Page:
Decided: February 27, 1968.
BEATRICE WILSON, PLAINTIFF,
WILLIE WILSON, DEFENDANT
Consodine, J.c.c. (temporarily assigned).
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Plaintiff and defendant reconciled before trial. A pendente lite order had allowed counsel fee. Plaintiff moves to dismiss the complaint and to preserve the uncollected counsel fee.
The theory of allowing a counsel fee pendente lite is to enable a wife to prepare her case for trial if her demonstrated need is shown. It is an incident of alimony and awarded as such to the wife. Shaffer v. Shaffer, 129 N.J. Eq. 42 (E. & A. 1941); Wheeler v. Wheeler, 48 N.J. Super. 184 (App. Div. 1957).
Under our decisional law, public policy ordains that the marriage status be maintained; that it is the duty of counsel as officers of the court to encourage settlement of actions disruptive of the marital status even at the cost of legal fees to counsel, and that reconciliation of the parties abrogates the cause of action as a legal proceeding. Cole v. Cole, 30 N.J. Super. 433 (Chancery Div. 1954); Shaffer v. Shaffer, supra, and Kuntz v. Kuntz, 80 N.J. Eq. 429 (Ch. 1912).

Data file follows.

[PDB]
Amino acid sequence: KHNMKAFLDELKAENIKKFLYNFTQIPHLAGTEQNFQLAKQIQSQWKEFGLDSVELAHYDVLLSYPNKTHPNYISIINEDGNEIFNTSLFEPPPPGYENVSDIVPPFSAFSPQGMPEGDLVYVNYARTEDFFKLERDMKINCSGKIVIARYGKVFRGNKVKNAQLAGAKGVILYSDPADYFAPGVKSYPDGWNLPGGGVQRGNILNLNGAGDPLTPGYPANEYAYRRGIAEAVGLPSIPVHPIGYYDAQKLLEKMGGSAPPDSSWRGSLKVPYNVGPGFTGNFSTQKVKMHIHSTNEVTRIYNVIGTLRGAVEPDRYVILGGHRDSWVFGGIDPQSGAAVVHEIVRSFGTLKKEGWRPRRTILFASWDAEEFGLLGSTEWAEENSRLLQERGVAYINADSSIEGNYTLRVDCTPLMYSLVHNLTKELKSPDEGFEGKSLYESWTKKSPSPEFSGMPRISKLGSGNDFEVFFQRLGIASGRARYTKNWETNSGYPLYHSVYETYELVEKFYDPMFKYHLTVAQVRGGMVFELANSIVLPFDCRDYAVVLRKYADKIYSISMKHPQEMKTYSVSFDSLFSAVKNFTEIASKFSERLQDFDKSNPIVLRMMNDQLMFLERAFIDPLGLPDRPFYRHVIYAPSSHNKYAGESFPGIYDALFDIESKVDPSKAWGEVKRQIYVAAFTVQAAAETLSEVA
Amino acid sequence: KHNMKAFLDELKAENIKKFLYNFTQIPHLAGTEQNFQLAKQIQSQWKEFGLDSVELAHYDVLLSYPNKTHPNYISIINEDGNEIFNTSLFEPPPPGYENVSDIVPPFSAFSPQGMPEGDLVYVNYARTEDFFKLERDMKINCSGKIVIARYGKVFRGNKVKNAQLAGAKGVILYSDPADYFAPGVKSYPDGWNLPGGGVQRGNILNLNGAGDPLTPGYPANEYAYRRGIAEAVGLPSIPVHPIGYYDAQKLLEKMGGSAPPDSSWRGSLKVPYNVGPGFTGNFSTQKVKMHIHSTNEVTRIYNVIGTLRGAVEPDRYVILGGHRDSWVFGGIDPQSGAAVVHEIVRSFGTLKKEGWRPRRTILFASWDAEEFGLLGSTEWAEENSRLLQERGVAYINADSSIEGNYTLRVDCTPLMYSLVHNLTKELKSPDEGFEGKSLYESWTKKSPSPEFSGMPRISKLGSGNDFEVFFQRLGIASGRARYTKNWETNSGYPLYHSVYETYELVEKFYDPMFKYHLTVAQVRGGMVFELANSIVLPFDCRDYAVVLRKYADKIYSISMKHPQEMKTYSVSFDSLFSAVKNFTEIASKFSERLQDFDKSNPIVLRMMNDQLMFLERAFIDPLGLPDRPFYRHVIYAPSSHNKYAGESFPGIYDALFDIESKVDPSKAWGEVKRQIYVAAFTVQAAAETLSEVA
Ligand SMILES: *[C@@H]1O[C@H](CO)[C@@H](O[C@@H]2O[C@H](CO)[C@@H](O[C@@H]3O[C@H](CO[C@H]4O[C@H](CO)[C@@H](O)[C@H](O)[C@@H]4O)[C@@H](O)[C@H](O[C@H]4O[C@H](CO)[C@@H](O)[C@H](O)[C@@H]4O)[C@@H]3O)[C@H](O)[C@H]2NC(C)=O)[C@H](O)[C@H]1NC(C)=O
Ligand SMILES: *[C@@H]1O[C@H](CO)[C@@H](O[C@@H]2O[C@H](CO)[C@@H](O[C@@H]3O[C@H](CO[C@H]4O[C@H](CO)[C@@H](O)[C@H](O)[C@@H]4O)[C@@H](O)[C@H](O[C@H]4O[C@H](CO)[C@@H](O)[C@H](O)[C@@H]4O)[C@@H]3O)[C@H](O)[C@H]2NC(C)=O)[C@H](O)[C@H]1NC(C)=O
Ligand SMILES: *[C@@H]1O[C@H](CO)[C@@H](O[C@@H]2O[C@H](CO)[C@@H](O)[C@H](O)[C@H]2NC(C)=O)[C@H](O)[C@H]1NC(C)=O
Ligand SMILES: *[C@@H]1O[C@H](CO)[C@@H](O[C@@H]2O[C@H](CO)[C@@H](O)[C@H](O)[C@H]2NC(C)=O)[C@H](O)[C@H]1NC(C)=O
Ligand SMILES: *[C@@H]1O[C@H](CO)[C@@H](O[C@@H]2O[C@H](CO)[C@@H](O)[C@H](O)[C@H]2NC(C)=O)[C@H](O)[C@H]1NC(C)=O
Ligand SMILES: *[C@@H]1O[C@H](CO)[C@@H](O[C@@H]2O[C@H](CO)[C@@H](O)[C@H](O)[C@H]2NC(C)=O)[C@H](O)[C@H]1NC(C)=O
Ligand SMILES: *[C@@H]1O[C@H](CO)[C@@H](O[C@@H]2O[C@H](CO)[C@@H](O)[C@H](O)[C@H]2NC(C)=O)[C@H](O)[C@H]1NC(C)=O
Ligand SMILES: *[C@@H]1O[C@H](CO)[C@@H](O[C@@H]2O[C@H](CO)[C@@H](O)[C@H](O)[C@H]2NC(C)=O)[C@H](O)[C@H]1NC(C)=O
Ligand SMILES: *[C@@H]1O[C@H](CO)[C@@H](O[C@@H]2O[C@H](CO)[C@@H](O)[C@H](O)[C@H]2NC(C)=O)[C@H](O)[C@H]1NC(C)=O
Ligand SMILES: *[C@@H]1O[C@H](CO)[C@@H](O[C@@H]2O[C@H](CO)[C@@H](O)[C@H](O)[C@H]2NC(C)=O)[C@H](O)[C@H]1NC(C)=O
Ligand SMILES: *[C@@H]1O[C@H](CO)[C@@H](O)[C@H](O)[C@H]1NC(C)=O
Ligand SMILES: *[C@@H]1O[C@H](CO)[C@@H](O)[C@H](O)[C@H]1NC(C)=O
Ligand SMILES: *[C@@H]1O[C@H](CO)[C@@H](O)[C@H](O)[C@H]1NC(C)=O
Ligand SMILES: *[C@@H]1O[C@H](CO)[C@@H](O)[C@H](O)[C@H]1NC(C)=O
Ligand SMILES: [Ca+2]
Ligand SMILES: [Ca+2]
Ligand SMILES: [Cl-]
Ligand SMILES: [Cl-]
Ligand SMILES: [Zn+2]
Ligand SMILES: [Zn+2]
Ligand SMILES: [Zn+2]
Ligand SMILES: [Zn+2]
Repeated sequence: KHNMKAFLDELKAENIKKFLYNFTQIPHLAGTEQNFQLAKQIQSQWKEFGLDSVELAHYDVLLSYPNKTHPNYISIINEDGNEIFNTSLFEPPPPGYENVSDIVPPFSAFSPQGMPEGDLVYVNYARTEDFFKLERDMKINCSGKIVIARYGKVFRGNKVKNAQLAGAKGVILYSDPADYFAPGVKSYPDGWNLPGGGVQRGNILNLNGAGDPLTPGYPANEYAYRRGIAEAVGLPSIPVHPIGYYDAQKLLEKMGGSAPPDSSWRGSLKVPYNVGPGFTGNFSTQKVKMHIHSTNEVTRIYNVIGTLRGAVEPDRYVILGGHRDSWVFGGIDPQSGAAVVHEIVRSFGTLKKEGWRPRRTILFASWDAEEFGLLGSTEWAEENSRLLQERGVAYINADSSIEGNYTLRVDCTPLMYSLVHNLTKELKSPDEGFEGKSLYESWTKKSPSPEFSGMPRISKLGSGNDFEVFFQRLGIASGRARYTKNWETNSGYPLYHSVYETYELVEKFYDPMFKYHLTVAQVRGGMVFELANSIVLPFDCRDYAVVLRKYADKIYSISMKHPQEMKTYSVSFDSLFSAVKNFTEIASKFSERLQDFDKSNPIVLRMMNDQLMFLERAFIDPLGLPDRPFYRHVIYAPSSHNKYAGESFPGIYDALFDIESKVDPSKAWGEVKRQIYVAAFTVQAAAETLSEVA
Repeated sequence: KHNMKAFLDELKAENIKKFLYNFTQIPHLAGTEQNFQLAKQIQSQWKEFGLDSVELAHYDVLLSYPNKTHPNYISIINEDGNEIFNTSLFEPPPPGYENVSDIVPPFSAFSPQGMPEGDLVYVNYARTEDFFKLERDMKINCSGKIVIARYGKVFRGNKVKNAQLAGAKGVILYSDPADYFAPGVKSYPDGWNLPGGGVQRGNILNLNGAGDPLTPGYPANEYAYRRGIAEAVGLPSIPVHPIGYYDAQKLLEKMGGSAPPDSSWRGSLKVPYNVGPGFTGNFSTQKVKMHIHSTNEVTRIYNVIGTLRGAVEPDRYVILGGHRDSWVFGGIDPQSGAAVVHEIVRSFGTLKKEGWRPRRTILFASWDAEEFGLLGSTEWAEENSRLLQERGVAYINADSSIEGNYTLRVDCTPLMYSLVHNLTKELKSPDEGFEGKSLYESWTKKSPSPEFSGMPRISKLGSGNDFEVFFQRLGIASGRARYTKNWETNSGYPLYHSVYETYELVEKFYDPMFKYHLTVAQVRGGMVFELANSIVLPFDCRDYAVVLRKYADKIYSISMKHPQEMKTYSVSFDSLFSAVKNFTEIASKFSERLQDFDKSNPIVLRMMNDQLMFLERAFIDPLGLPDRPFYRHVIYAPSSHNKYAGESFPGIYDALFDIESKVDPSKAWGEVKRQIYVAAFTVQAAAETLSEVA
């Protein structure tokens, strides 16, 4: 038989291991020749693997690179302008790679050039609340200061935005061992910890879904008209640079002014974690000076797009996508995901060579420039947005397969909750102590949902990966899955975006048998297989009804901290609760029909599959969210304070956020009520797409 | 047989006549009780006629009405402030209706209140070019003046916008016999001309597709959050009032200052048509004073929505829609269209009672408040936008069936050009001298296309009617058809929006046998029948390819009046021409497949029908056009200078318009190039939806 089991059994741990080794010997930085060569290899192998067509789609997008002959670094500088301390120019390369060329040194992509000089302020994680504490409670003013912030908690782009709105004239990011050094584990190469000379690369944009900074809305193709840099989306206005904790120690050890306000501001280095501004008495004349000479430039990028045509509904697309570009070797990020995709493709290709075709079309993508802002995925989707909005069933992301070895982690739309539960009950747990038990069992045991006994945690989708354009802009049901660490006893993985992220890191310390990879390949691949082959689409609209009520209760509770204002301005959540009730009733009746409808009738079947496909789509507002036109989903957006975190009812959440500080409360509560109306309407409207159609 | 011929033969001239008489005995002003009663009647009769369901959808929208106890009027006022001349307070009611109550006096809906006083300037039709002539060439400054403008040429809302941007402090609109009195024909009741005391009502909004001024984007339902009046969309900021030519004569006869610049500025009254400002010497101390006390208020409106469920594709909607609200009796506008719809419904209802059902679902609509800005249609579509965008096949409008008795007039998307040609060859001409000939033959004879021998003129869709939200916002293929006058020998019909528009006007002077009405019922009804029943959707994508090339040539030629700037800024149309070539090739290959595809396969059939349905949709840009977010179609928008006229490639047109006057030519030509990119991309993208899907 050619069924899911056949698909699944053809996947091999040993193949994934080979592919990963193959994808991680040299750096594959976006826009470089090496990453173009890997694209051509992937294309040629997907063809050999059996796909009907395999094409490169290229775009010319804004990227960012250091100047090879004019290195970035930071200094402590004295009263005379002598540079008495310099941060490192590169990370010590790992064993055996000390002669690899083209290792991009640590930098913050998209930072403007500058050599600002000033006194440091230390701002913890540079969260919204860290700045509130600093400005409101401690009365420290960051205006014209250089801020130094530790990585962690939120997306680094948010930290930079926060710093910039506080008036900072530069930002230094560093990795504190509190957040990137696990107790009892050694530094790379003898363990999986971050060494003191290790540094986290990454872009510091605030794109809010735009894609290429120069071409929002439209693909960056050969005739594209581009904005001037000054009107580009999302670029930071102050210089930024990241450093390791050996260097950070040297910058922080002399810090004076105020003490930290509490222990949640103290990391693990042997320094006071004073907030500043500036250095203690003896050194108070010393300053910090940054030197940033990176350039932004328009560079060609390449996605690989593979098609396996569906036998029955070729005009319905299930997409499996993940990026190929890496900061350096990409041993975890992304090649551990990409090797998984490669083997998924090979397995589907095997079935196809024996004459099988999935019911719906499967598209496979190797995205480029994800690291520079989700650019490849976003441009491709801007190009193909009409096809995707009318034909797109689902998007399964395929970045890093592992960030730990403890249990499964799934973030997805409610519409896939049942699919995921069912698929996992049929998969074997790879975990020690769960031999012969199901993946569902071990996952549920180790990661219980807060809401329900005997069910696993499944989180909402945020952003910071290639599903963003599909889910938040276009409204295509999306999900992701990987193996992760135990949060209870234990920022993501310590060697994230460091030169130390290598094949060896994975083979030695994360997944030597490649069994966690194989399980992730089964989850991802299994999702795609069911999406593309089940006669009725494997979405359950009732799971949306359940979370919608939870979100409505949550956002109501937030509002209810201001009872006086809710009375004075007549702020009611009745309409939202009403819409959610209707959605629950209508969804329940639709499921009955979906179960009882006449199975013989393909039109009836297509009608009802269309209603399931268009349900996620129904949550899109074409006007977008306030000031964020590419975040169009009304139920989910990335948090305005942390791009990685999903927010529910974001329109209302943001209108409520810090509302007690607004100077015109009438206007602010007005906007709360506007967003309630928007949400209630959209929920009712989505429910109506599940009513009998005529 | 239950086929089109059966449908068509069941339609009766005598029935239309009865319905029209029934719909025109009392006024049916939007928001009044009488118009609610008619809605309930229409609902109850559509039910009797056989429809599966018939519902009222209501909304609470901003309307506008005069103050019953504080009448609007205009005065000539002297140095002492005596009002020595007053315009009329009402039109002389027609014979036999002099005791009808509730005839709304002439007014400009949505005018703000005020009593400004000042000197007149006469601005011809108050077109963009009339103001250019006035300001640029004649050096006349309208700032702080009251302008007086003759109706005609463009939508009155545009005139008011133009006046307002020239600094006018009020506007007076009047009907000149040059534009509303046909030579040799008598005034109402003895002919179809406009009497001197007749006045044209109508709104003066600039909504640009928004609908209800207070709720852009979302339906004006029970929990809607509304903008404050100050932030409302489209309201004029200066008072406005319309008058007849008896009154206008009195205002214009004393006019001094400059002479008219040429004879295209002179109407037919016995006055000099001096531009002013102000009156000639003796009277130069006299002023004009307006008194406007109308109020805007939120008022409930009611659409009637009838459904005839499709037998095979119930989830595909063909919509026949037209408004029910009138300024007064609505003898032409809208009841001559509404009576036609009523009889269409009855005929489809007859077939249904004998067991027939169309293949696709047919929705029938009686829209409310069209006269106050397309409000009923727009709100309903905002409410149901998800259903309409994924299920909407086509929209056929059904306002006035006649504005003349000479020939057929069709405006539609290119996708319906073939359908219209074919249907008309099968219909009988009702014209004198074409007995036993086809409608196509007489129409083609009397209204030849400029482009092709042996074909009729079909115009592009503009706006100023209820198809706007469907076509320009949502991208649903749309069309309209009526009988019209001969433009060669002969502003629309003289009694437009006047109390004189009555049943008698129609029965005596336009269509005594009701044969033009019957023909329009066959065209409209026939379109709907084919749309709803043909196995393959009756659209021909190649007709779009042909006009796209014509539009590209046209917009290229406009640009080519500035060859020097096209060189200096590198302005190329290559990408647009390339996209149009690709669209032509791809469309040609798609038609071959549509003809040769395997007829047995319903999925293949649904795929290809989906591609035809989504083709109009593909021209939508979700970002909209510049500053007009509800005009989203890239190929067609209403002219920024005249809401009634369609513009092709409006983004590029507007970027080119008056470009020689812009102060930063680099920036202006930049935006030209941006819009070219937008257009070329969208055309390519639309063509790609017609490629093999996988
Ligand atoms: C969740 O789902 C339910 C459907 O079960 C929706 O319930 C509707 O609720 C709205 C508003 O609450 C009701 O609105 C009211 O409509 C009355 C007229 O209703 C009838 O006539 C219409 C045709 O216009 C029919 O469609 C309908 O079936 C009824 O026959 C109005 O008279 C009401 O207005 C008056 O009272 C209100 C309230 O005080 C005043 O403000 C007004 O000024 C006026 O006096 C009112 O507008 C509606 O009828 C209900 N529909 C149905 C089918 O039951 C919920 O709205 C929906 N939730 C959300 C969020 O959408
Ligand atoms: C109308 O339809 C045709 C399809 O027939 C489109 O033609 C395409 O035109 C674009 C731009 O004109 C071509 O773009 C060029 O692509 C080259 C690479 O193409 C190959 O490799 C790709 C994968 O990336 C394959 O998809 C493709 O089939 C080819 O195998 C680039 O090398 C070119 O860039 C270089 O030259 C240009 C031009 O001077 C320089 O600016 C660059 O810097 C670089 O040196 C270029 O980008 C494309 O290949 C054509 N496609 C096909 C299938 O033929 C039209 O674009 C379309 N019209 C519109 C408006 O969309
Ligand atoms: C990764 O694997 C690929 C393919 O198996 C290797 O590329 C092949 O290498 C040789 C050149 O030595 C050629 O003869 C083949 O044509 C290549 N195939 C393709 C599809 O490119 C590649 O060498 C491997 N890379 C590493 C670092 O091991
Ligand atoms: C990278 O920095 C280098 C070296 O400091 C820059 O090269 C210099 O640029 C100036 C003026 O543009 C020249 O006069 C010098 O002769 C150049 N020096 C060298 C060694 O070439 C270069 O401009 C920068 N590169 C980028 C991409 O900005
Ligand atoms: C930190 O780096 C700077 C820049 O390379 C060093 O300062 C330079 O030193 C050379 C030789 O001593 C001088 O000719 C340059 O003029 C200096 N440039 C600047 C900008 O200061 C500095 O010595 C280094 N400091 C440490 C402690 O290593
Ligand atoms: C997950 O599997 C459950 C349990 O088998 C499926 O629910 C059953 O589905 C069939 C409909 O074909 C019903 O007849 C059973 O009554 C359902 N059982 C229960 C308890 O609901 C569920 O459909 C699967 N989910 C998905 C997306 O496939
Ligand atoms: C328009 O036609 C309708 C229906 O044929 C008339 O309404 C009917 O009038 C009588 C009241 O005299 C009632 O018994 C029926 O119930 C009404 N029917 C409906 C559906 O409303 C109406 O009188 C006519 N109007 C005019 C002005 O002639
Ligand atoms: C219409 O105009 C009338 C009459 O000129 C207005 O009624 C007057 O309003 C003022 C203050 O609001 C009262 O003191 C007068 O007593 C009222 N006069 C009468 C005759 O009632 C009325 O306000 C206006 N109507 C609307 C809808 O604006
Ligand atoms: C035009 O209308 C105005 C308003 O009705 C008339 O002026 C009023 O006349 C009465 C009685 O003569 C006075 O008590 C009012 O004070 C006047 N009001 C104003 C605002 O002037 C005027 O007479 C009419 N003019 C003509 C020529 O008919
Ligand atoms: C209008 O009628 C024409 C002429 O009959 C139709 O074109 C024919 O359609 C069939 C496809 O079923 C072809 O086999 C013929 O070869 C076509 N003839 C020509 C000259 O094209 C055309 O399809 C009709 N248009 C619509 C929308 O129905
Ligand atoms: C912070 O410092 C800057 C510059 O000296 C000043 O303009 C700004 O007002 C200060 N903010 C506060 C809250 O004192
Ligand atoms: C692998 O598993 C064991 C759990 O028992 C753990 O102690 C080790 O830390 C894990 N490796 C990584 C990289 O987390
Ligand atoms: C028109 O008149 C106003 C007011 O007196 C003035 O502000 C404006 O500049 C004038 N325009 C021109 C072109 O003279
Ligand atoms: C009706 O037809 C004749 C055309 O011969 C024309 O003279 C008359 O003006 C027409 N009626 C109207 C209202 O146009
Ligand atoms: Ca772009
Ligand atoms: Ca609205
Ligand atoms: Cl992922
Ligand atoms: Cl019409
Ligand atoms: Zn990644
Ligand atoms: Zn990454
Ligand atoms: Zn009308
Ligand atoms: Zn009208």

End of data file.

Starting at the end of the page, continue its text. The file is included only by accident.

However, our case law is barren of decision on the preservation of an uncollected counsel fee under a pendente lite order where a reconciliation occurs.
[99 NJSuper Page 429]
Stated in Kuntz, and inherent in Cole by quotation, is the mandate that neither party nor the court may, after reconciliation, take an adverse step in the cause.
The pendente lite order dies in all regards when a judgment nisi is entered unless there is a specific reservation. Lief v. Lief, 14 N.J. Misc. 27 (Ch. 1935), affirmed 117 N.J. Eq. 483 (E. & A. 1935). In a judgment of dismissal predicated on a reconciliation there can be no reservation because such would be an adverse order. Cole v. Cole, supra. It would be adverse in that it would subject defendant, among other things, to a contempt citation and to execution -- both the progeny of an adverse order.
The provision in the proffered judgment of dismissal will be deleted.